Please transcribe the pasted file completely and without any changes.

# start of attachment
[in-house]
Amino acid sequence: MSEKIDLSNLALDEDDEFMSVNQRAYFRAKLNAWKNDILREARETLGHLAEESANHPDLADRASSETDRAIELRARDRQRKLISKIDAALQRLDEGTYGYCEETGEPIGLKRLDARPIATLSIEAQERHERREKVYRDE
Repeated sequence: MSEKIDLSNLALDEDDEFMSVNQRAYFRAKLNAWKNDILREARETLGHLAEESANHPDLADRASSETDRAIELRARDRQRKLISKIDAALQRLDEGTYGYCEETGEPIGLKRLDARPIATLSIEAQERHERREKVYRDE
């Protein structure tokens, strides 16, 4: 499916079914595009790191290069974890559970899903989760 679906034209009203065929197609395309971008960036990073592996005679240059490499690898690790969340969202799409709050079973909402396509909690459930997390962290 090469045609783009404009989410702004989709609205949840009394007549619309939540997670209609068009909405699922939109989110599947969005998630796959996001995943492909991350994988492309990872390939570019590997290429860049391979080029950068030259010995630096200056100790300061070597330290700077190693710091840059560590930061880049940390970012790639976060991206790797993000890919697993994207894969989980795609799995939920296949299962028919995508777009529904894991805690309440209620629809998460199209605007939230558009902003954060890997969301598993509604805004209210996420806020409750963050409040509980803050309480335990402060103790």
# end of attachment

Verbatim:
[in-house]
Amino acid sequence: MSEKIDLSNLALDEDDEFMSVNQRAYFRAKLNAWKNDILREARETLGHLAEESANHPDLADRASSETDRAIELRARDRQRKLISKIDAALQRLDEGTYGYCEETGEPIGLKRLDARPIATLSIEAQERHERREKVYRDE
Repeated sequence: MSEKIDLSNLALDEDDEFMSVNQRAYFRAKLNAWKNDILREARETLGHLAEESANHPDLADRASSETDRAIELRARDRQRKLISKIDAALQRLDEGTYGYCEETGEPIGLKRLDARPIATLSIEAQERHERREKVYRDE
């Protein structure tokens, strides 16, 4: 499916079914595009790191290069974890559970899903989760 679906034209009203065929197609395309971008960036990073592996005679240059490499690898690790969340969202799409709050079973909402396509909690459930997390962290 090469045609783009404009989410702004989709609205949840009394007549619309939540997670209609068009909405699922939109989110599947969005998630796959996001995943492909991350994988492309990872390939570019590997290429860049391979080029950068030259010995630096200056100790300061070597330290700077190693710091840059560590930061880049940390970012790639976060991206790797993000890919697993994207894969989980795609799995939920296949299962028919995508777009529904894991805690309440209620629809998460199209605007939230558009902003954060890997969301598993509604805004209210996420806020409750963050409040509980803050309480335990402060103790």